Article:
NPAC’s Arbitration Review: The ‘immediate’ potential enforceability of foreign awards

NPAC’s Arbitration Review: The ‘immediate’ potential enforceability of foreign awards

Dr Amit George and Amol Acharya

Section 34 (3) of Part I of the Arbitration and Conciliation Act, 1996 (‘Arbitration Act’) prescribes the outer time limit for challenging an arbitral award as three (‘3’) months from the date of receipt of the arbitral award, extendable up to a further maximum period of thirty (‘30’) days. Ancillary thereto, Section 36 of the Arbitration Act provides that after the aforesaid prescribed permissible period of challenge has expired, an award can be enforced as a decree of the Court. Interpreting the effect of the latter provision, it has been the consistent position that an arbitral award which falls within the scope of Part I of the Act i.e. a domestic award, can only be sought to be enforced after the aforesaid period expires.[1]

While the aforesaid legal position qua a domestic award is relatively uncontroversial, the situation is more complicated in the context of a foreign award as defined under Section 44 of the Arbitration Act. A question arises as to when a foreign award can be said to be ripe for enforcement? On a related note, can it be said as a general proposition that there is a certain minimum ‘waiting period’ before which the said foreign award can be sought to be enforced?

It is relevant at this stage to clarify that the term ‘enforcement’ in this context is being used in reference to the filing of an application for enforcement of the foreign award under Sections 48 and 49 of the Arbitration Act before a competent Court in India. In Fuerst Day Lawson Ltd v. Jindal Exports Ltd.[2] the Supreme Court explained the scheme of the Arbitration Act in relation to the enforcement of a foreign award as amounting to different stages within the same proceeding viz. first deciding as to enforceability, and then proceeding onwards to take effective steps for execution. Thus, while the aspect of enforceability is required to be tested by the concerned Court on the merits when so approached, a preliminary question arises as to what is the ‘minimum’ time period, if any, within which a Court can be approached by an interested party.

The High Court of Delhi in a recent unreported decision in Rishima SA Investments LLC (Mauritius) v. Shristi Infrastructure Development Corporation Ltd. & Anr.[3], had occasion to consider the aforesaid issue. It was urged before the High Court that the attempted enforcement of a foreign award, emanating out of proceedings with Singapore as the seat of arbitration, would have to await the expiry of the timeline for challenge to an award as prescribed under the UNCITRAL Model Law (‘Model Law’). The provision in the Model Law as relied upon before the High Court is as under:

“Article 34: Application for setting aside as exclusive recourse against arbitral award

(1) …

(2) …

(3) An application for setting aside may not be made after three months have elapsed from the date on which the party making that application had received the award or, if a request had been made under Article 33, from the date on which that request had been disposed of by the arbitral tribunal.”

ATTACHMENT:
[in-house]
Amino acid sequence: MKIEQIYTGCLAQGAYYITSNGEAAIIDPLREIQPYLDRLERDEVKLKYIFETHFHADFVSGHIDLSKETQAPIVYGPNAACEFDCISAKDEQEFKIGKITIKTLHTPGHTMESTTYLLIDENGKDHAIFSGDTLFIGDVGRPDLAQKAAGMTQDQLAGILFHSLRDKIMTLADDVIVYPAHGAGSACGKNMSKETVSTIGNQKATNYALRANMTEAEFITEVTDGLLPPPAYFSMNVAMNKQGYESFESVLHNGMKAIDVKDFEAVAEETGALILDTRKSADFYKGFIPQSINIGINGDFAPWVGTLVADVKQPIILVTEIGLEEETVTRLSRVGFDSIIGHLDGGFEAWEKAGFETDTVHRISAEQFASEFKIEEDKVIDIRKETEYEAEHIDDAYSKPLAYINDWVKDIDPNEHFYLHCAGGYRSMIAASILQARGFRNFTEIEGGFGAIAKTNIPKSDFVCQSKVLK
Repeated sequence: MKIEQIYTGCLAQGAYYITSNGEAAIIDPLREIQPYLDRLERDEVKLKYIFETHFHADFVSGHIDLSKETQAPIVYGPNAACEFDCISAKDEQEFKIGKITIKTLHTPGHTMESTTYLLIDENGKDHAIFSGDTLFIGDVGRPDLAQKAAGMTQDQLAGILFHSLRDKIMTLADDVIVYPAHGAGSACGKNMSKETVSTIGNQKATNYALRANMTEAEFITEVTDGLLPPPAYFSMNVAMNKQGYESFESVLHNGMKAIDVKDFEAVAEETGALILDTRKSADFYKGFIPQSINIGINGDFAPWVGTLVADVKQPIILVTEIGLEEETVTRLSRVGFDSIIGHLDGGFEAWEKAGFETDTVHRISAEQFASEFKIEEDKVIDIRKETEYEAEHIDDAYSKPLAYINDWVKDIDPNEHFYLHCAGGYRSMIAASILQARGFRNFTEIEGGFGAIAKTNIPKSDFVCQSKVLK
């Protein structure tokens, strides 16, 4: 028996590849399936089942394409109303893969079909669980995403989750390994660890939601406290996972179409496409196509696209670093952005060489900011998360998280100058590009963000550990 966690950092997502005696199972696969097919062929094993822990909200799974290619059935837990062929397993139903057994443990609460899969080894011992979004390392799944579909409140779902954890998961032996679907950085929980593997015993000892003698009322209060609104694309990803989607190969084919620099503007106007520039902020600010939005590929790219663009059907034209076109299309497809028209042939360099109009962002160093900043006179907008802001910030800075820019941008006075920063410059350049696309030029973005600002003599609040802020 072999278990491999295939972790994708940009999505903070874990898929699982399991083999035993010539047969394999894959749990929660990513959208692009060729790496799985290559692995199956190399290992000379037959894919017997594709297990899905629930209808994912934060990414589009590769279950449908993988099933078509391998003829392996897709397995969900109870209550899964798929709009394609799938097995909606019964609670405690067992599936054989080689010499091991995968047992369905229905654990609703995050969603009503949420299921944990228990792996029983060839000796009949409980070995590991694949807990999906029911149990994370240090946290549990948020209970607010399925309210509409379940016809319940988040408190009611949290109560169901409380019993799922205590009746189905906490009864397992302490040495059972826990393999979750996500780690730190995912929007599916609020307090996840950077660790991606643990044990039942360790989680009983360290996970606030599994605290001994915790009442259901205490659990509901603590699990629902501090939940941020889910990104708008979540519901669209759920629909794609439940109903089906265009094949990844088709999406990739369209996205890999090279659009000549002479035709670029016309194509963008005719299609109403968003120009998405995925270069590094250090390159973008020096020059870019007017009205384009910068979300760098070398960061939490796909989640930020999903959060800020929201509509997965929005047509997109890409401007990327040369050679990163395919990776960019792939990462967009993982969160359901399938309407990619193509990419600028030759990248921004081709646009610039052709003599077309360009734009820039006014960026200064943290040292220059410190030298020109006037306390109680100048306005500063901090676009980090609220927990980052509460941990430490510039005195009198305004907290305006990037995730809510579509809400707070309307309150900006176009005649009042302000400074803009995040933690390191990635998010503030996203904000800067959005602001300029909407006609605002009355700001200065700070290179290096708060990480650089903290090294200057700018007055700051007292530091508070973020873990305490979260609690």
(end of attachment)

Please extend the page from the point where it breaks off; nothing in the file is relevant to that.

Taking note of the aforesaid submission, the High Court prima-facie found no merit in the same. The High Court held that unlike Section 36 of the Arbitration Act, which specifically limited enforcement till after the expiry of the permissible challenge period, Article 34 of the Model Law did not contain any such proscription, and on the contrary only contained a general provision as to the outer limit for a challenge to an arbitral award. The Court, therefore, surmised that in the absence of a demonstration that there was a provision similar to Section 36 of the Arbitration Act either in the applicable Singaporean Law or the Model Law, there was no such minimum ‘waiting period’ for which the beneficiary of the foreign award would have to pause before attempting enforcement under Sections 48 and 49 of the Arbitration Act.[4] This approach of the High Court also seems to be in consonance with Section 48 (1) (e) of the Arbitration Act, which provides inter-alia that it is for the party resisting enforcement of a foreign award to demonstrate that “the award has not yet become binding on the parties”.

The aforesaid decision of the High Court provides clarity on the issue of the timeline for attempting enforcement of a foreign award under Sections 48 and 49 of the Arbitration Act, and paves the way for potential immediate enforcement action pursuant to the passing of a foreign award.

[1] Reference in this regard may be made to the judgments of the Supreme Court in Union of India v. Popular Construction Co. (2001) 8 SCC 470, particularly paragraph no. 16 thereof, and in Centrotrade Minerals & Metal Inc. v. Hindustan Copper Ltd. (2006) 11 SCC 245, particularly paragraph no. 52 thereof.

[2] (2001) 6 SCC 356,

[3] Order dated 30.05.2019 in O.M.P. (EFA) (COMM.) No. 5/2019.

[4] For the record, the order of the High Court was appealed against in the Supreme Court. However, the Supreme Court by order dated 19.07.2019 in Civil Appeal No. 5696 of 2019 did not interfere with the finding of the High Court in relation to the present issue.

The authors are advocates practicing before the High Court of Delhi.

Members of the Nani Palkivala Arbitration Arbitration Centre (NPAC) will be writing a weekly column for Bar & Bench analyzing the latest developments on the law of arbitration.

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